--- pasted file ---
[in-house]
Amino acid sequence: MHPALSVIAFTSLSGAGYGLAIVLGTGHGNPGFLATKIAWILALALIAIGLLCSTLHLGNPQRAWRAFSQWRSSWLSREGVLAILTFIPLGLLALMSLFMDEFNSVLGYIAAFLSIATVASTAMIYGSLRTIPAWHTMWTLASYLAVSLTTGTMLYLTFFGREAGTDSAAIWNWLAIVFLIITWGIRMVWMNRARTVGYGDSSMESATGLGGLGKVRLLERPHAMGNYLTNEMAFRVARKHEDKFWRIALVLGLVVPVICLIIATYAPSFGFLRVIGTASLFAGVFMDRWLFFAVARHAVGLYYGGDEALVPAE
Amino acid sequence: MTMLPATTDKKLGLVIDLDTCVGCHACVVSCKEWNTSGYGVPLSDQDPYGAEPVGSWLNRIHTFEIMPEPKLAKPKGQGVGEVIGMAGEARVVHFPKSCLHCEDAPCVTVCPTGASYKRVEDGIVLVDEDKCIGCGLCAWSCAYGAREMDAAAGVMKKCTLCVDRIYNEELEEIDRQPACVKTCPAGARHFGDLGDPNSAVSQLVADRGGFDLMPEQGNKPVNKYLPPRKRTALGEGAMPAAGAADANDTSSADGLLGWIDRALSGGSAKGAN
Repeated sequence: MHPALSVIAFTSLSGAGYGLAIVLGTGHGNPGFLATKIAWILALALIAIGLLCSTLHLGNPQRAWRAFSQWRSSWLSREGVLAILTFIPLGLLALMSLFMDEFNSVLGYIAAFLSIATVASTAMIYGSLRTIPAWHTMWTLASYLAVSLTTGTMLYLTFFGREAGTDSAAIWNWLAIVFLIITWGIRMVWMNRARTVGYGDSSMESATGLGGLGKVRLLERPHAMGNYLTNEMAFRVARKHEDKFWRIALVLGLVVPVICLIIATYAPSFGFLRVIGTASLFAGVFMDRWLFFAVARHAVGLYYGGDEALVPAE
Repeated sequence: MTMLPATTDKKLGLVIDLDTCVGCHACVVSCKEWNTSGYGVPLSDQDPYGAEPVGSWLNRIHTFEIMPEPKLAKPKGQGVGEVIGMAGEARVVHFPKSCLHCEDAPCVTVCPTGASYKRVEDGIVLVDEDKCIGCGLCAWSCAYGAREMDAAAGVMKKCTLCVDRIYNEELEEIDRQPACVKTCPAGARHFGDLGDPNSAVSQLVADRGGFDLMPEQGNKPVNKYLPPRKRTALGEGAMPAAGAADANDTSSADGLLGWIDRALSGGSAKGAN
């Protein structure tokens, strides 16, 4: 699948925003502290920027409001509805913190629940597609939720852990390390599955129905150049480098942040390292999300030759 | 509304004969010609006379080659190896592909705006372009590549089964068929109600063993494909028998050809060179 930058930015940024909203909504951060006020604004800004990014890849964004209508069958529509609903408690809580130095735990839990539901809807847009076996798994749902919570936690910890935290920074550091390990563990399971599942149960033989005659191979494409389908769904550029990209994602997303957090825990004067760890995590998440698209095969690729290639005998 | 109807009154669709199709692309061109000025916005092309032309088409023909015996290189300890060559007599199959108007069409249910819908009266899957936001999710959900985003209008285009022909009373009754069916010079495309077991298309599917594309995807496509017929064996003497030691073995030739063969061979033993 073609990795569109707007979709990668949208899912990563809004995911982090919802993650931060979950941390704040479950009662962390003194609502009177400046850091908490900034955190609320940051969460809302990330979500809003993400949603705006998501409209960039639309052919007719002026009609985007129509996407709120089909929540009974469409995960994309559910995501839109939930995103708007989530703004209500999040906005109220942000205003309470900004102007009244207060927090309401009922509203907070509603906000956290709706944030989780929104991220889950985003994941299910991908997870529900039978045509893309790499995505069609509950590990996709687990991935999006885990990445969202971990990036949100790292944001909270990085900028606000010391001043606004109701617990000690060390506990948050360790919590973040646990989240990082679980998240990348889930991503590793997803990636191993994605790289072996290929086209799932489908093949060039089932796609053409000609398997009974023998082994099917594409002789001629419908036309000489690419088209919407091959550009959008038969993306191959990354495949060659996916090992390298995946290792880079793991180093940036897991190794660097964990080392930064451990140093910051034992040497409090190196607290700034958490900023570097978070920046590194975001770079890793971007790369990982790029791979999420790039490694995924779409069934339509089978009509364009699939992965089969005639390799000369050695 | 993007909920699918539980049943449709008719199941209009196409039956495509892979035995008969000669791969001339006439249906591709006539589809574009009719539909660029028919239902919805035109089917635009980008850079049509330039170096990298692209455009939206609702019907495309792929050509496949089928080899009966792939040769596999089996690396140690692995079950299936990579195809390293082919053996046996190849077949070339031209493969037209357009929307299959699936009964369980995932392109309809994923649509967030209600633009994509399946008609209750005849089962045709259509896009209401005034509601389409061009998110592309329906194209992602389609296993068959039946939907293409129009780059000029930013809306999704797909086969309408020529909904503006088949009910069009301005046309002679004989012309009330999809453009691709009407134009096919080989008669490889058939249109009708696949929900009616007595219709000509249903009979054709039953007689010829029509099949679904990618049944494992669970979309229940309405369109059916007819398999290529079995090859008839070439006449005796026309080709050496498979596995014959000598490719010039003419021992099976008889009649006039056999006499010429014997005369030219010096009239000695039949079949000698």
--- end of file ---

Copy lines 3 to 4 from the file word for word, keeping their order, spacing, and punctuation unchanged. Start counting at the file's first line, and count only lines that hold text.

Amino acid sequence: MTMLPATTDKKLGLVIDLDTCVGCHACVVSCKEWNTSGYGVPLSDQDPYGAEPVGSWLNRIHTFEIMPEPKLAKPKGQGVGEVIGMAGEARVVHFPKSCLHCEDAPCVTVCPTGASYKRVEDGIVLVDEDKCIGCGLCAWSCAYGAREMDAAAGVMKKCTLCVDRIYNEELEEIDRQPACVKTCPAGARHFGDLGDPNSAVSQLVADRGGFDLMPEQGNKPVNKYLPPRKRTALGEGAMPAAGAADANDTSSADGLLGWIDRALSGGSAKGAN
Repeated sequence: MHPALSVIAFTSLSGAGYGLAIVLGTGHGNPGFLATKIAWILALALIAIGLLCSTLHLGNPQRAWRAFSQWRSSWLSREGVLAILTFIPLGLLALMSLFMDEFNSVLGYIAAFLSIATVASTAMIYGSLRTIPAWHTMWTLASYLAVSLTTGTMLYLTFFGREAGTDSAAIWNWLAIVFLIITWGIRMVWMNRARTVGYGDSSMESATGLGGLGKVRLLERPHAMGNYLTNEMAFRVARKHEDKFWRIALVLGLVVPVICLIIATYAPSFGFLRVIGTASLFAGVFMDRWLFFAVARHAVGLYYGGDEALVPAE